1/ The Supreme Court agreed to an expedited review of the Biden administration’s plan to cancel student-loan debt, announcing that it will hear full oral arguments in February. A final ruling is expected by June. In the meantime, the court said the plan – which would cancel up to $20,000 in federal student loan debt for more than 40 million borrowers – remains blocked. The 8th Circuit Court of Appeals issued that injunction in November in response to a legal challenge by six Republican-led states, who claim that the program was an unlawful exercise of presidential authority and would affect state revenues and tax receipts. (Washington Post / Wall Street Journal / CNBC / Bloomberg / New York Times / NBC News / CNN)

2/ The Senate passed legislation that would force a labor agreement between freight railroad companies and their workers, averting a potential Dec. 9 national rail strike. In a separate vote the Senate rejected a proposal to add seven days of paid sick leave to the deal. Under the tentative agreement, which several unions had rejected it because it lacked paid leave time, rail workers will receive a roughly 24% pay increase by 2024, more schedule flexibility, and one paid personal day. The legislation now goes to Biden. It was the first time since the 1990s that Congress has used its power to regulate interstate commerce to intervene in a national rail labor dispute. (Washington Post / New York Times / Wall Street Journal / Axios / NBC News / Politico / CNBC)

3/ The latest projections from the Bureau of Reclamation show that by July water levels at Lake Powell, the nation’s second-largest reservoir, could fall to the point that the dam no longer has enough water to generate hydroelectricity for 4.5 million people. Lake Powell is currently a quarter of its original size with water levels having fallen 170 feet amid the warming climate and historic drought. If water levels drop another 38 feet, the surface would approach the tops of eight underwater openings, which allow the Colorado River water to pass through to the Glen Canyon Dam. This is known as “minimum power pool” status, and in addition to being unable to produce power, the dam would have limited ability to pass water downstream to the cities and farms in Arizona, Nevada, and California. The Glen Canyon Dam already generates about 40% less power than it originally did, and the Colorado River is the region’s most important waterway, serving roughly 1 in 10 Americans. “A complete doomsday scenario,” the deputy power manager at Glen Canyon Dam said. (Washington Post)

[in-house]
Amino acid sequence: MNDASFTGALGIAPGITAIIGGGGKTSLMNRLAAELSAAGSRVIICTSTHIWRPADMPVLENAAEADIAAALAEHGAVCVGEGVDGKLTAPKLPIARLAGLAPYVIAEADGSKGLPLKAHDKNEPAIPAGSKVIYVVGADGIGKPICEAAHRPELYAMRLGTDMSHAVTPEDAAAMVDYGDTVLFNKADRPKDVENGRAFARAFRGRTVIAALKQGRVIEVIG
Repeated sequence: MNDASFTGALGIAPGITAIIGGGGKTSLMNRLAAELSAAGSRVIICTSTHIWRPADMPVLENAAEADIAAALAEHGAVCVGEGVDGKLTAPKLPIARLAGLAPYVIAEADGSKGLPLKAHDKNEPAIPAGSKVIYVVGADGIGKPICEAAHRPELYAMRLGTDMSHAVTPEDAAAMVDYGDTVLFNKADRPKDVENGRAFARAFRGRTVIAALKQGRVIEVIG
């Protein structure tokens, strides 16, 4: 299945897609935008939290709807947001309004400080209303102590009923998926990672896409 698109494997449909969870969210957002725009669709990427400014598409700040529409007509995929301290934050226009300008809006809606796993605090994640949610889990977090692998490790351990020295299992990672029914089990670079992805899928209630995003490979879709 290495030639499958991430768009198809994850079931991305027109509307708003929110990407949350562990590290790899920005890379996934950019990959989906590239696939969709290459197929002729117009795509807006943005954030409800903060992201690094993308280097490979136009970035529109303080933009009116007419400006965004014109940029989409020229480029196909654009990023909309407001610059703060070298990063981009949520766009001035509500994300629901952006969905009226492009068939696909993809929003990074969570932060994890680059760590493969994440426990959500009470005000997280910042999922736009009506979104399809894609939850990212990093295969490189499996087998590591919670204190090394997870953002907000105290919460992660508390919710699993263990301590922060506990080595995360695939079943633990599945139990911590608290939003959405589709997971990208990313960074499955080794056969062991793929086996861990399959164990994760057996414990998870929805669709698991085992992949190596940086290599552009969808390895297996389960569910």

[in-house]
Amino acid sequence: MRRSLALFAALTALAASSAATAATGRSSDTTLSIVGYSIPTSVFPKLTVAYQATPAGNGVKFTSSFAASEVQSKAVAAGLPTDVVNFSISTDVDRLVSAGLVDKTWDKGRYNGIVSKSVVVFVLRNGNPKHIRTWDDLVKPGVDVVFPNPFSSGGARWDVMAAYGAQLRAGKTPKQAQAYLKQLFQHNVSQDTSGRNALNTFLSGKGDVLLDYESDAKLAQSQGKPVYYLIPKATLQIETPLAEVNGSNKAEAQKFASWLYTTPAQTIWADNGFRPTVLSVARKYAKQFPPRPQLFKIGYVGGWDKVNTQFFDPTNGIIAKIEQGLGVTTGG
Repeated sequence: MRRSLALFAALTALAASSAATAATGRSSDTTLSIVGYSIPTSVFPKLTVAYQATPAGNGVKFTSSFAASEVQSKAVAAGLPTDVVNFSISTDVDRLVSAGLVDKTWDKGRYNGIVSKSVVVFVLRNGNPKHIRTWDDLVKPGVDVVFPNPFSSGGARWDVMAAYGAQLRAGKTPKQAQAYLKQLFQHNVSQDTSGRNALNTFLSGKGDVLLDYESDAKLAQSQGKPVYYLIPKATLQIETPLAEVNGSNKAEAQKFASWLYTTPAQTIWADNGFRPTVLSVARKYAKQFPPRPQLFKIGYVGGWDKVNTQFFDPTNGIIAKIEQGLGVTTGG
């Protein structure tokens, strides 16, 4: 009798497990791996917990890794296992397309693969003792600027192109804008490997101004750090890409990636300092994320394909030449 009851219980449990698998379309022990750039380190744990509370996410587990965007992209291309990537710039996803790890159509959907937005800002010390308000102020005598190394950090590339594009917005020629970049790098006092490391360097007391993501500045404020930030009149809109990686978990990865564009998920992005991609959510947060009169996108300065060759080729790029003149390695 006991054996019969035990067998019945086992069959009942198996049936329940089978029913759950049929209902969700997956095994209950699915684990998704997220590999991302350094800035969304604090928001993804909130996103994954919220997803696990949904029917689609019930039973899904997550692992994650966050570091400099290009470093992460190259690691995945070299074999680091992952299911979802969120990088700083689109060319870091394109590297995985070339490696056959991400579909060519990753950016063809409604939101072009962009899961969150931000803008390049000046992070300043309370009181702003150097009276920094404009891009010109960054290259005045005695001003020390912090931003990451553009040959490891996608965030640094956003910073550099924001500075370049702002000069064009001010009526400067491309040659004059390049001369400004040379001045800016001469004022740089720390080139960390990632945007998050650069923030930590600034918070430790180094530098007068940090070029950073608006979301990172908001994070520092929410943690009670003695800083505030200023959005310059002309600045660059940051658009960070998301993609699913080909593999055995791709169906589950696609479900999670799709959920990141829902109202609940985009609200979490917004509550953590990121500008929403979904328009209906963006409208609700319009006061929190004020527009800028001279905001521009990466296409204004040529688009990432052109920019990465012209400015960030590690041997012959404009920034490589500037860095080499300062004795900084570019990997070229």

4/ The House Ways and Means Committee received six years of Trump’s returns from the Treasury. The committee first asked for Trump’s returns three years ago, but the Treasury Department, however, refused to comply with the request while Trump was in office. Trump then sued to block the release of the records. The committee declined to say if they would release any of the returns publicly. (CNN / CNBC / Bloomberg)

5/ A federal appeals court halted the special master review of thousands of documents seized from Trump’s Mar-a-Lago estate. The decision allows the Justice Department to continue its investigation into the mishandling of classified government documents. (Washington Post / Axios / CNN / CNBC)

6/ Kevin McCarthy demanded that the Jan. 6 committee chairman preserve all records and transcripts from the investigation into the attack on the U.S. Capitol. McCarthy also vowed that Republicans would hold their own hearings into “why the Capitol complex was not secure” on the day a pro-Trump mob stormed the Capitol seeking to stop the certification of Biden’s electoral win. (Washington Post / Politico)